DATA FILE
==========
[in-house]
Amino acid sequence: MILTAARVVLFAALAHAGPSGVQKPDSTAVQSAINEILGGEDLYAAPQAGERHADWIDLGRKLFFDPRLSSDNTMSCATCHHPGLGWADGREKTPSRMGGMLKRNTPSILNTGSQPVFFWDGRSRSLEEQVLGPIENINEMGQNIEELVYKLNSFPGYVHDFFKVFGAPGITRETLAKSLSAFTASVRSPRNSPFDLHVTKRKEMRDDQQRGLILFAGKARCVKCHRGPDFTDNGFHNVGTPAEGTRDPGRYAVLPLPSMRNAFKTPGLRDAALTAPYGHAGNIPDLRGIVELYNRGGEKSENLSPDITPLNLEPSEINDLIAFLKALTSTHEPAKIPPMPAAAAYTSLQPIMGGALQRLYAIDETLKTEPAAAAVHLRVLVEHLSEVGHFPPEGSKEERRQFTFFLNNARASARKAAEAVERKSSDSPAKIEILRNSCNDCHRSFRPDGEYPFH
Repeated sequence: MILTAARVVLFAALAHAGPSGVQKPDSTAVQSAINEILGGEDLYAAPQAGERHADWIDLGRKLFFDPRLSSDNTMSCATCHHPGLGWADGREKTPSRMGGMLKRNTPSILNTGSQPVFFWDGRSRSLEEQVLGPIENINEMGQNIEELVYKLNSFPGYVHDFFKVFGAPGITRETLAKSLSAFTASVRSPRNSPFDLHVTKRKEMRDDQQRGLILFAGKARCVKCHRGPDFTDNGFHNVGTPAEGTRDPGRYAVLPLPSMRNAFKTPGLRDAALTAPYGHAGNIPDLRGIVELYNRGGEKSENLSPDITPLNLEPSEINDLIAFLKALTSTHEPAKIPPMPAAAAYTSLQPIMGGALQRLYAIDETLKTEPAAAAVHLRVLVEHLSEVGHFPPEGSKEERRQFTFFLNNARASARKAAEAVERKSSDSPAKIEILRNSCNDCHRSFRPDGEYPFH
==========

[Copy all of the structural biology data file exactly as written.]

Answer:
[in-house]
Amino acid sequence: MILTAARVVLFAALAHAGPSGVQKPDSTAVQSAINEILGGEDLYAAPQAGERHADWIDLGRKLFFDPRLSSDNTMSCATCHHPGLGWADGREKTPSRMGGMLKRNTPSILNTGSQPVFFWDGRSRSLEEQVLGPIENINEMGQNIEELVYKLNSFPGYVHDFFKVFGAPGITRETLAKSLSAFTASVRSPRNSPFDLHVTKRKEMRDDQQRGLILFAGKARCVKCHRGPDFTDNGFHNVGTPAEGTRDPGRYAVLPLPSMRNAFKTPGLRDAALTAPYGHAGNIPDLRGIVELYNRGGEKSENLSPDITPLNLEPSEINDLIAFLKALTSTHEPAKIPPMPAAAAYTSLQPIMGGALQRLYAIDETLKTEPAAAAVHLRVLVEHLSEVGHFPPEGSKEERRQFTFFLNNARASARKAAEAVERKSSDSPAKIEILRNSCNDCHRSFRPDGEYPFH
Repeated sequence: MILTAARVVLFAALAHAGPSGVQKPDSTAVQSAINEILGGEDLYAAPQAGERHADWIDLGRKLFFDPRLSSDNTMSCATCHHPGLGWADGREKTPSRMGGMLKRNTPSILNTGSQPVFFWDGRSRSLEEQVLGPIENINEMGQNIEELVYKLNSFPGYVHDFFKVFGAPGITRETLAKSLSAFTASVRSPRNSPFDLHVTKRKEMRDDQQRGLILFAGKARCVKCHRGPDFTDNGFHNVGTPAEGTRDPGRYAVLPLPSMRNAFKTPGLRDAALTAPYGHAGNIPDLRGIVELYNRGGEKSENLSPDITPLNLEPSEINDLIAFLKALTSTHEPAKIPPMPAAAAYTSLQPIMGGALQRLYAIDETLKTEPAAAAVHLRVLVEHLSEVGHFPPEGSKEERRQFTFFLNNARASARKAAEAVERKSSDSPAKIEILRNSCNDCHRSFRPDGEYPFH